Christopher Nolan talks streaming, actors and “Oppenheimer”

According to director Christopher Nolan, there is a single characteristic that ties together all of the unique actors he has worked with on projects that include the psychological thriller “Inception” and his latest explosive biopic “Oppenheimer”: intelligence.

“Cillian Murphy, Matt Damon, Emily Blunt, Florence Pugh. I mean, these are some of our greatest actors and they each find their own way to, as I say, shed their own skin and connect with the character they’re playing,” he said, namechecking just a few of the actors in his latest film’s extraordinarily vast cast.

“They’re just very, very smart people who have a sense of the narrative.”

During an hour-long interview with Post writer Jada Yuan — who wrote a behind-the-scenes book on the “Oppenheimer” film and whose grandmother Chien-Shiung Wu worked on the Manhattan Project — Nolan discussed how his actors took on the harrowing task of telling Oppenheimer’s story, the end of the SAG-AFTRA strike and whether his next project will be a John F. Kennedy biopic.

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“I think that the labor unrest we’ve just been through was a very necessary corrective in the streaming era because the studios had shifted the economics of how they distribute their material without adjusting the deals accordingly. And so it needed to happen,” he said, referring to the recent actors and writers strikes.

“The key thing is to get principles in place. You can always build on what’s been achieved contractually at the next round of negotiations … So I think these are excellent deals.”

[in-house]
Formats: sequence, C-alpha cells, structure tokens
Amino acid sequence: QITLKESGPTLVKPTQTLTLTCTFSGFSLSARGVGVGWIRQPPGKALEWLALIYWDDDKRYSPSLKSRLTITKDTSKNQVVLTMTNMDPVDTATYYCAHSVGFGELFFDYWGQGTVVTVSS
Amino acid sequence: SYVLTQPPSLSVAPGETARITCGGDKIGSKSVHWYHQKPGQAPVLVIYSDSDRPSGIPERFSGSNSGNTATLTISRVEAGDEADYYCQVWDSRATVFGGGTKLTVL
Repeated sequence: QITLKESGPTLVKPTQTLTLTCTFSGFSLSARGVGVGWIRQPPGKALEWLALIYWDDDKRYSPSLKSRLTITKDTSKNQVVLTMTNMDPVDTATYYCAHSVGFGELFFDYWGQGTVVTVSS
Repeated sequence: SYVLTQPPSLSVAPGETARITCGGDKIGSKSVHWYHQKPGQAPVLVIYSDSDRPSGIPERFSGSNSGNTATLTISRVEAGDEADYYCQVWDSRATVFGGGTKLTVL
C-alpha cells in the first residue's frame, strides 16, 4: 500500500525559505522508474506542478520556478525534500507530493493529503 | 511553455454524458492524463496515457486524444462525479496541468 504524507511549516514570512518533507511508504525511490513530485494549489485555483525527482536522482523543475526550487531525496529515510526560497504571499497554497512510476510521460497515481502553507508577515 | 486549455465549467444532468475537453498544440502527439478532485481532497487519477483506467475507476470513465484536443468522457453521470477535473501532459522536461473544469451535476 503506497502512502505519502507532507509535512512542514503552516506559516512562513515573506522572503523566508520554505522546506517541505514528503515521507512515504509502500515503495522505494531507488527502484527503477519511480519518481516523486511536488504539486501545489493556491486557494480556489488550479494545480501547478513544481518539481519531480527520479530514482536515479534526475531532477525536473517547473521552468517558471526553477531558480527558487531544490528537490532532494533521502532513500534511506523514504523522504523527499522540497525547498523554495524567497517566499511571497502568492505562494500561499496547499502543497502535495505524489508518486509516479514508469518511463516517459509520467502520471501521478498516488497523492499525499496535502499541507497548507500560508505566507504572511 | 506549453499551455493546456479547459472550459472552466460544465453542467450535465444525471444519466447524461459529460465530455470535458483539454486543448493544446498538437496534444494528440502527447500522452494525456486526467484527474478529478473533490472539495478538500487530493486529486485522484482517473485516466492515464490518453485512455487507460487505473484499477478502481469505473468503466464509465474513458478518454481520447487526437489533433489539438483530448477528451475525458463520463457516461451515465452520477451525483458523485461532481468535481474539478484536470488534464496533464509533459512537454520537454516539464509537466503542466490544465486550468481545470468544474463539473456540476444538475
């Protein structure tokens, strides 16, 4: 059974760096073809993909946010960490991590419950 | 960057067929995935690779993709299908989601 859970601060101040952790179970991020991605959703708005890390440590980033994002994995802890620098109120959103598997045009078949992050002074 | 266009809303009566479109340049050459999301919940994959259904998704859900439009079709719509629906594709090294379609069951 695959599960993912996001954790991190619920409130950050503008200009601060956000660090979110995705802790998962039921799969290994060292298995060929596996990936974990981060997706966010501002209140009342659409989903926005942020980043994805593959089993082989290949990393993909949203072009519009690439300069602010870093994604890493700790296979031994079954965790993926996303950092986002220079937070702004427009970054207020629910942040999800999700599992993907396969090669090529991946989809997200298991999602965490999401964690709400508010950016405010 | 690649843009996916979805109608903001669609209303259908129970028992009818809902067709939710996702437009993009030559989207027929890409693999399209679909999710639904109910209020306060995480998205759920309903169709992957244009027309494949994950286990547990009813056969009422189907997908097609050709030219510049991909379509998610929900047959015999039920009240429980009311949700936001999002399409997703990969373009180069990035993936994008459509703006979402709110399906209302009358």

With the popularity of streaming-only content, there has also been growing concern about what will happen to works that find themselves hauled off the only places they can be viewed.

“There is a danger, these days, that if things only exist in the streaming version they do get taken down, they come and go,” said Nolan, who made news earlier in the week for joking that he put such care into the physical release of “Oppenheimer” on Blu-ray to ensure that “no evil streaming service can come steal it from you.”

In his conversation with Yuan, he explained, “It was a joke when I said it. But nothing’s a joke when it’s transcribed onto the internet,” before diving into the importance of owning media to preserve art.

The event, held Thursday night at D.C.’s Rubell Museum, kicked off The Post’s Style Sessions — conversations with artists, tastemakers and creatives about how we live now.

Listen to the full conversation with Christopher Nolan here:

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